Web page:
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December 2016

Tall, Green, and Global: 10 of the Most Innovative Architecture Projects of 2016

The year 2016 was a watershed moment for broad-based populist backlashes, from Brexit to Trump, “xenophobia” to “post-truth.” But looking back, this year’s architecture seems more and more like the sober run-up to these volcanic changes. From this perspective, Redshift’s year-end list of the most innovative architecture documents a different ethos. The concerns demonstrated here (housing inequality, the future of the
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Why This Teaching Hospital Only Has Fake Patients

CityLab Ι Dec. 9, 2016 University hospitals are often premier institutions for medical training. But a new school on the West Side of Chicago is promising advances in health-care education without students ever collecting a vial of blood or scrubbing in for surgery. It’s a community college, and its array of courses are supported by a suite of simulative technologies. Malcolm X College (part of the City Colleges of C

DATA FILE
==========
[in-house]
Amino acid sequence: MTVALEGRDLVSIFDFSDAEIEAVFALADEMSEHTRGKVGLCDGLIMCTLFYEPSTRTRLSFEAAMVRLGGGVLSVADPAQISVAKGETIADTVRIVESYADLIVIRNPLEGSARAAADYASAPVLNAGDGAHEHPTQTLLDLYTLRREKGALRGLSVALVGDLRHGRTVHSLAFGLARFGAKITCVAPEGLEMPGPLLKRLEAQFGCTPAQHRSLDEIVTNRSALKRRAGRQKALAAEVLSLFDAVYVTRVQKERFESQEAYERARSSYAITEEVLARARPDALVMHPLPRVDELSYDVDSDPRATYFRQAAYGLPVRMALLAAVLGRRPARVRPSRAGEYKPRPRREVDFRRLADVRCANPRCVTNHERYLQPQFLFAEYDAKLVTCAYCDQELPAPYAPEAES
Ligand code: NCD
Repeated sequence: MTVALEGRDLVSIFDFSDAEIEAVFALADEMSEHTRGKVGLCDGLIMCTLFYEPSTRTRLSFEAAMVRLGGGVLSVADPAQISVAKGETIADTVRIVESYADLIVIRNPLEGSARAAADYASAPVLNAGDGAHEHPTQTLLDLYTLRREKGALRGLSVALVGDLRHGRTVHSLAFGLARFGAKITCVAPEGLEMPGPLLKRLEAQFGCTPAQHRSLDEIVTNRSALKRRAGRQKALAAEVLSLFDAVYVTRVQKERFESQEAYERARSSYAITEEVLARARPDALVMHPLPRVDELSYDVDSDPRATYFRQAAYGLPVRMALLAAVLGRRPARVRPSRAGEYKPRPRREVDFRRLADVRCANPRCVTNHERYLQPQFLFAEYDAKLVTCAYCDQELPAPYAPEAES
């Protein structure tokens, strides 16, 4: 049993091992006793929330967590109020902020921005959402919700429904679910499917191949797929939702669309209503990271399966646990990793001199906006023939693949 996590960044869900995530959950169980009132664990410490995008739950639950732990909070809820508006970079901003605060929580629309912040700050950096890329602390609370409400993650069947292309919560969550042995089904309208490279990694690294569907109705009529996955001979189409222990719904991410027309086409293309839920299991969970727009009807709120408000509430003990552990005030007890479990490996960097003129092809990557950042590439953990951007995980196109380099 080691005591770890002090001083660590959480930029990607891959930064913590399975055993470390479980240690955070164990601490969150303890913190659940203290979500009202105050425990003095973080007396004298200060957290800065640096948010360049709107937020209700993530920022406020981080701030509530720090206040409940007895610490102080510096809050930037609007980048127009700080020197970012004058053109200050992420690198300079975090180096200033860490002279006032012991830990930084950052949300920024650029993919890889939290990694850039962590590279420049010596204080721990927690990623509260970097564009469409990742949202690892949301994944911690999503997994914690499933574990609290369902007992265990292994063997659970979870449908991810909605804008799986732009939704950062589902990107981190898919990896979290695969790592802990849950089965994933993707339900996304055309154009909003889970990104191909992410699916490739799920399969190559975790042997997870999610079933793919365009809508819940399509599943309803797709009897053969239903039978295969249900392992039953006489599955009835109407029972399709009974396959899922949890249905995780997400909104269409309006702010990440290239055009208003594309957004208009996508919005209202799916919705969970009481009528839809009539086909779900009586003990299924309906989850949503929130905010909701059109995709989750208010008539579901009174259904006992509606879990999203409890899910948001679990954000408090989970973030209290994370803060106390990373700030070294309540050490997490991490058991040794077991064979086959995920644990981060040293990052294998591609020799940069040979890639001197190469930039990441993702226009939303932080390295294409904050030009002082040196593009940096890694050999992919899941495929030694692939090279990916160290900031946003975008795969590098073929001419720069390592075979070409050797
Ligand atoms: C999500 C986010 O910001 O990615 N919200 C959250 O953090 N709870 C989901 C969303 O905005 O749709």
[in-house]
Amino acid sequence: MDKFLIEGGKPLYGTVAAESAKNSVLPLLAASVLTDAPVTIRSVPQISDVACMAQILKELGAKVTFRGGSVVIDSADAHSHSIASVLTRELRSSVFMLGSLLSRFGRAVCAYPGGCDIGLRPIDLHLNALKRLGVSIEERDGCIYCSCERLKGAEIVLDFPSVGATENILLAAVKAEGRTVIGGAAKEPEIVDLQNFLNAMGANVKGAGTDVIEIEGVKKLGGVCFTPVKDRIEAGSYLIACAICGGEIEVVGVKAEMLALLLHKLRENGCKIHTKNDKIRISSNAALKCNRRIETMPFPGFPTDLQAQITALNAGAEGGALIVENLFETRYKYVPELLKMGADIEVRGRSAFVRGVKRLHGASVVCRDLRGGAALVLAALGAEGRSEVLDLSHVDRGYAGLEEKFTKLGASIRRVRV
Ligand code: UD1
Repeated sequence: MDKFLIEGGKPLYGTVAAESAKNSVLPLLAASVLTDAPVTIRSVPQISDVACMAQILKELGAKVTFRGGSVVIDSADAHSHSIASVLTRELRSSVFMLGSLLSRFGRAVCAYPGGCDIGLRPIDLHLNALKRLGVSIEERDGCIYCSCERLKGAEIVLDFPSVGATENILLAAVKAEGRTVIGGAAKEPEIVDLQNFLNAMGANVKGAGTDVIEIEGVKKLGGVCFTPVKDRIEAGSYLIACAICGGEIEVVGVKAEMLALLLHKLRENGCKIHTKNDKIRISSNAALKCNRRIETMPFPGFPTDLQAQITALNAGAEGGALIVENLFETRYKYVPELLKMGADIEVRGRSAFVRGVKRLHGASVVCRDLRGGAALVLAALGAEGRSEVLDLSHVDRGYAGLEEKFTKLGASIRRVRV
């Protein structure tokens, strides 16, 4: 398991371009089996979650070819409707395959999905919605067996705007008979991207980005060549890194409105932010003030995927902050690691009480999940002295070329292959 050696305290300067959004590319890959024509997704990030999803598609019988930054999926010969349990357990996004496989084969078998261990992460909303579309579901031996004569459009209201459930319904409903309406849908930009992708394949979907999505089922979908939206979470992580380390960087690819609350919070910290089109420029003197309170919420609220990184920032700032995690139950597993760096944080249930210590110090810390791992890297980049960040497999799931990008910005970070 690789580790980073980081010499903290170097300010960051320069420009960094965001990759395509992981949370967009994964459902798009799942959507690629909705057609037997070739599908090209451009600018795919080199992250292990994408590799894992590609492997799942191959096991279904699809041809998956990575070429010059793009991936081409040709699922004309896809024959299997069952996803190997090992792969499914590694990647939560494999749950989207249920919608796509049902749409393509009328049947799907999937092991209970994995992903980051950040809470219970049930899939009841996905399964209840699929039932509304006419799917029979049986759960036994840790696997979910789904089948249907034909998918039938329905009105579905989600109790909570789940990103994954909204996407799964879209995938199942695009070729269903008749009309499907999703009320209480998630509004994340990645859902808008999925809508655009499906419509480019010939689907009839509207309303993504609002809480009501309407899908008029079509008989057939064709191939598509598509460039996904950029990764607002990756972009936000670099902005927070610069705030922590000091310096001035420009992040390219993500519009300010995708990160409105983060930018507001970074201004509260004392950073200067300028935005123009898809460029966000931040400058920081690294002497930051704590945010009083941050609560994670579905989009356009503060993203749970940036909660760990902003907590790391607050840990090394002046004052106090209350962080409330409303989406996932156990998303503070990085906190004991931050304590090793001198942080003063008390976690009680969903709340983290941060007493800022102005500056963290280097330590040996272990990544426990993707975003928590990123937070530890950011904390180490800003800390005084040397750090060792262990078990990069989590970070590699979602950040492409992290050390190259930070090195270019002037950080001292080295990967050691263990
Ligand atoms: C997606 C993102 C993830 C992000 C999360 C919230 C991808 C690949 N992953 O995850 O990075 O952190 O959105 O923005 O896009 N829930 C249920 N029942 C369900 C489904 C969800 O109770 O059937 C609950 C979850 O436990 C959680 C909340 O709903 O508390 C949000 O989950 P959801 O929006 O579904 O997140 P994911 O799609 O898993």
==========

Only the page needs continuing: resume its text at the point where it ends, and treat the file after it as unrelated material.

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Architecture for Autism Could Be a Breakthrough for Kids With ASD

Redshift Ι Dec. 7, 2016 Good architects have always designed with tactile sensations in mind, from the rich wood grain on a bannister, to the thick, shaggy carpet at a daycare center. It’s an effective way to engage all the senses, connecting the eye, hand, and mind in ways that create richer environments. But one architecture professor at the University of Michigan in Ann Arbor is working on a tactile architecture-f
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A Lot You Got to Holler EP 10: A Trumpening for Urban Policy

EP 10: A Trumpeing for Urban Policy  Now that a native New Yorker real estate agent is our president-elect, cities finally have the pro-urbanism voice in the White House they need! Right? NO EVERYTHING IS TERRIBLE. How terrible? We ask Chicago urban policy ace Daniel Kay Hertz to explain how far the toilet we’ve flushed. Special thanks to recording engineer Tim Joyce.
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